Dissociative Identity Disorder

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Dissociative Identity Disorder by Mind Map: Dissociative Identity Disorder

1. ** What occurs in the brain to cause these changes? How does the disease change over time, and what affects how quickly this happens? **

1.1. Vermetten, Eric, et al. "Hippocampal and amygdalar volumes in dissociative identity disorder." American Journal of Psychiatry 163.4 (2006): 630-636.

1.1.1. ABCD: A-Eric Vermetten, M.D., Ph.D.; Christian Schmahl, M.D.; Sanneke Lindner, M.Sc.; Richard J. Loewenstein, M.D.; J. Douglas Bremner, M.D. B-I cannot see any bias. They did scientific testing to get their results C-They are all doctors and psychologists. Their sources are cited. D-2006

1.1.1.1. People with certain stress related disorders such as PTSD, depression and multiple personality disorder, have been found to have a smaller hippocampal and people with multiple personality disorder have been found to also have smaller amygdala volume. Their hippocampal were 19.2% smaller than the average person and their amygadaldae were 31.6% smaller. Most everyone diagnosed is also diagnosed with PTSD.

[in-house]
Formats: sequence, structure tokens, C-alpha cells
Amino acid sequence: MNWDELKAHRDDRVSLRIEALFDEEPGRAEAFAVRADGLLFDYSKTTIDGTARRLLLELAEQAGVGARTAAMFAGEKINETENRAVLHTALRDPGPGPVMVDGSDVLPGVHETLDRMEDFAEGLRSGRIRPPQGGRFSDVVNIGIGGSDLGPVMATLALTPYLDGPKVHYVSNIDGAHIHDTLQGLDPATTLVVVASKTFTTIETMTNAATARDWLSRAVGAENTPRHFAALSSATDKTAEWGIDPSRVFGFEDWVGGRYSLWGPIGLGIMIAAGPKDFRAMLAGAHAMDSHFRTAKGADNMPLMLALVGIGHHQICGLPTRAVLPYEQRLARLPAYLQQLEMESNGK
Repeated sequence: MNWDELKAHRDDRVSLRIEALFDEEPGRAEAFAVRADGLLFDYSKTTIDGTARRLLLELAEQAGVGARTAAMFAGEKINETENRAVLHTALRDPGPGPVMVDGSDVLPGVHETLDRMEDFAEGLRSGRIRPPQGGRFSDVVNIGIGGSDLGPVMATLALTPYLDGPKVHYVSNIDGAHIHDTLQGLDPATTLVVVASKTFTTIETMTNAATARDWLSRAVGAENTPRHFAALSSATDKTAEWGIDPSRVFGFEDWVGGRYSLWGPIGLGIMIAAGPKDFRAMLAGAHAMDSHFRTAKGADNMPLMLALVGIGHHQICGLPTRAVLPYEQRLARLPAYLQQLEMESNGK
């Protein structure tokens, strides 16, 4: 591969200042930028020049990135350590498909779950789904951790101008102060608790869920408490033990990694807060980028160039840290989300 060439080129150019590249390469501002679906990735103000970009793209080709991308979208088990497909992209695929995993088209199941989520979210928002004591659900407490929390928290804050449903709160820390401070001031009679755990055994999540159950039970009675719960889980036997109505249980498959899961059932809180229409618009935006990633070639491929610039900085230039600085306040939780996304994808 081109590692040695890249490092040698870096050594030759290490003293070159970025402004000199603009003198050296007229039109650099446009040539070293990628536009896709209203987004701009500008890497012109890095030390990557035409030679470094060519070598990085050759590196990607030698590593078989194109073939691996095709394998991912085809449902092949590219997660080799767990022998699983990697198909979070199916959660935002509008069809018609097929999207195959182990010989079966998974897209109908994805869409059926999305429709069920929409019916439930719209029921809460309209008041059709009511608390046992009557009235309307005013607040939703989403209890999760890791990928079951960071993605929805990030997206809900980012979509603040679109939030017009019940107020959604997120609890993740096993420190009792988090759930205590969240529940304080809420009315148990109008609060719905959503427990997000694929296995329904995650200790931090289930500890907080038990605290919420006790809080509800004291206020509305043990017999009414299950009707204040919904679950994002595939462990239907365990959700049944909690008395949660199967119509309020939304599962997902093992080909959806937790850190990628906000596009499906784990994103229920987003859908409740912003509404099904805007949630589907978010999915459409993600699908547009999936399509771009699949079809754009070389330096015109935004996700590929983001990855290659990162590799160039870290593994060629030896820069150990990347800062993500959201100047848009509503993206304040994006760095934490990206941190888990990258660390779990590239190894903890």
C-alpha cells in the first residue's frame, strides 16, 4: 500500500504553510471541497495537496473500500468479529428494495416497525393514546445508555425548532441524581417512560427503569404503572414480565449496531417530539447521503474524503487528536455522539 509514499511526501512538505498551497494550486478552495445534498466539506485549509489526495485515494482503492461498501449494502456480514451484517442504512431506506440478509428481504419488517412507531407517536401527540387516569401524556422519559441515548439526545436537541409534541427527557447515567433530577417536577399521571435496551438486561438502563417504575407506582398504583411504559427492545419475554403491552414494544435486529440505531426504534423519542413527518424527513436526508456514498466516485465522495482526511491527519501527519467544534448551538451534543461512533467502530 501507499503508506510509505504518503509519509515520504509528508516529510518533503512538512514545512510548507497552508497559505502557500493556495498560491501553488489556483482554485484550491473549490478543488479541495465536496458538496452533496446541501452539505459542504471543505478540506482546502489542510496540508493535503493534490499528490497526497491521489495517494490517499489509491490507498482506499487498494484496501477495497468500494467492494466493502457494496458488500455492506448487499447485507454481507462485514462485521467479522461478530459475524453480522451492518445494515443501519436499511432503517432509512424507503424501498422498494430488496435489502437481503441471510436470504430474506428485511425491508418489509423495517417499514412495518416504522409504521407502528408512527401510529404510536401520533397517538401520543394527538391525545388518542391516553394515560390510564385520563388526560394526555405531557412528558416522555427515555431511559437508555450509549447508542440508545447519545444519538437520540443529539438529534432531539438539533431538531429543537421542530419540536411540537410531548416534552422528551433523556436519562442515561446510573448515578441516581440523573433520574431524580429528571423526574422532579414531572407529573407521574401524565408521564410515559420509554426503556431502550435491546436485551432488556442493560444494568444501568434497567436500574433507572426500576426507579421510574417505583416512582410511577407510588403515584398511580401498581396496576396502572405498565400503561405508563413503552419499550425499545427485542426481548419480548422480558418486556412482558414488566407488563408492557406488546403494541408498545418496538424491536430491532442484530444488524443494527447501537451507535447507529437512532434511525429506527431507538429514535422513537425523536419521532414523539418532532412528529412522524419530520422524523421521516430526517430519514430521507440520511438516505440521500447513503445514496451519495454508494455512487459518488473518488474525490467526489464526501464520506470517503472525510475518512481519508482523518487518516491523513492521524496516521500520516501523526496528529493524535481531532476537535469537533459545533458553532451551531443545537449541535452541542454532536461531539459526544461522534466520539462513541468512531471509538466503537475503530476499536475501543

1.1.2. Synthesis: People with did were put through tests and then the results were compared with the results from people without DID. It was discovered that people with DID have significantly smaller hippocampal and amygdalae. These results have also been found in people with PTSD, and depression. Many people diagnosed with DID are also diagnosed with PTSD.

1.2. 11 women with this were tested, there was "different patterns of regional cerebral blood flow " for separate personalities

1.3. Piper, August, and Harold Merskey. "The persistence of folly: A critical examination of dissociative identity disorder. Part I. The excesses of an improbable concept." Canadian Journal of Psychiatry 49 (2004): 592-600.

1.3.1. ABCD: A-August Piper MD, Harold Merskey DM B-slightly biased, believe what they say is true, but they do have evidence C- they are both doctors and their sources are cited. D-2004

1.3.1.1. The disease is not caused by childhood trauma, not enough tests or evidence

1.3.2. Synthesis: There is not enough evidence or tests to conclude that DID is caused by childhood trauma